Shimuly grew up in poverty. Her father, Amir, a day labourer, had struggled to support his family of ve until his untimely death. Life, in turn, grew more di cult, and Shimuly’s mother, Arful, began to work as a maid to support the family. With her meagre earnings, meeting the family’s basic needs was a daily battle. Shimuly’s family could hardly a ord to eat twice a day. Against such a backdrop, education seemed beyond the family’s reach. Without the means to purchase necessary school materials, Shimuly and her siblings dropped out of primary school. Soon thereafter, her brother found work as a mechanic’s assistant and Arful arranged a marriage for her eldest daughter.
Then, one day, when DAM sta were conducting a survey in the village to identify out of school children, they found Shimuly. The sta spoke with Arful about her daughter’s education and the possibility of attending a CLC. The centres employ a unique model wherein a multi-grade system allows a teacher to teach students of di erent ages and learning levels in a single classroom. This way children learn at their own pace and the teacher can attend to the needs of individual students. When Arful learnt that children could attend for free and classes would be held in a secure, child-friendly environment, she decided to send Shimuly back to school.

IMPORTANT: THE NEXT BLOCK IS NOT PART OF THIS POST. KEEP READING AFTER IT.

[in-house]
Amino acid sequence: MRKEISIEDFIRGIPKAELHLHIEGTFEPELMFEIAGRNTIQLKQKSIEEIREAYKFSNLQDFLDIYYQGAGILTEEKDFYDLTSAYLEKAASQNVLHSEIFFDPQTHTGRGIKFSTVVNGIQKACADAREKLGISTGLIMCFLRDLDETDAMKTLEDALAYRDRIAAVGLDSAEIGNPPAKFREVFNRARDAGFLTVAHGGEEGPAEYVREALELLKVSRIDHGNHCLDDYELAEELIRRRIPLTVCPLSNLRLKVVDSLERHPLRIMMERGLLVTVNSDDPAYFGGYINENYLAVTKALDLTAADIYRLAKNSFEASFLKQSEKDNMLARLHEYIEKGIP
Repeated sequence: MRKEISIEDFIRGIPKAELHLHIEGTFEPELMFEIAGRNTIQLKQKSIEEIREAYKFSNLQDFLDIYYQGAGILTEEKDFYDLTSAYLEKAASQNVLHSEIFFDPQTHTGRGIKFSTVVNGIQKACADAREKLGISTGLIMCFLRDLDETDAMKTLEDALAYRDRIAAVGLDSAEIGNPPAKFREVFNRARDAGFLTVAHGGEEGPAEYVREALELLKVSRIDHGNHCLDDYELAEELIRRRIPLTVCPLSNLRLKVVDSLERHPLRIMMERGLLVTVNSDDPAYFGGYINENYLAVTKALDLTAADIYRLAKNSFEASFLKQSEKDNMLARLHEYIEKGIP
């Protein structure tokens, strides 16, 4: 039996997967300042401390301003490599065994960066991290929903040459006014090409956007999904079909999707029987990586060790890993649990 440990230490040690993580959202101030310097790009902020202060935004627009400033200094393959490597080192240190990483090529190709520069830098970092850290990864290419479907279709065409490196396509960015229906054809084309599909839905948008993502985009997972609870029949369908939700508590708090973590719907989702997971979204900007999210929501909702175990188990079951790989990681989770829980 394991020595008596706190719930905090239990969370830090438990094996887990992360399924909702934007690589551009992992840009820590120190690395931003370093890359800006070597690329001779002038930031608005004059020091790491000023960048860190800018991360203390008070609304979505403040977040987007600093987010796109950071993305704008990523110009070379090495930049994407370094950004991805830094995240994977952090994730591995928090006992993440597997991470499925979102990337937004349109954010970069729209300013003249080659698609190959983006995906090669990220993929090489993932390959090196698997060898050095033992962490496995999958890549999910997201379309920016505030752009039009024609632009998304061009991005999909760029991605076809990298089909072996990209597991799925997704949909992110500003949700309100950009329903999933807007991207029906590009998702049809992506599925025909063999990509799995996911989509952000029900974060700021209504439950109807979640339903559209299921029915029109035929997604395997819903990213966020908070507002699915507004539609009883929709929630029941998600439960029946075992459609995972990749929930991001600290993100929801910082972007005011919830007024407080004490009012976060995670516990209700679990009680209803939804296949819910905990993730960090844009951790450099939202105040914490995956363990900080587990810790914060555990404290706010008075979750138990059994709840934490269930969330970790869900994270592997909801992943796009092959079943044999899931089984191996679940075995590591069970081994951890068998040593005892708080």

Through a pre-assessment screening, Shimuly enrolled in class two for advanced CLC students. Shimuly nished second overall in her class this year and has already qualified for class five. Her mother is so heartened by her daughter’s progress that she wants Shimuly to continue her studies beyond primary school – regardless of the cost. In fact, when asked of Shimuly’s future, Arful asserts con dently, “We will try our level best to continue her education after she completes CLC.”
Shimuly plans to take the Primary School Certi cate (PSC) examination in 2016 and wants to help her family. She says, “I am very con dent... I want to complete my education. I dream of being a teacher some day.”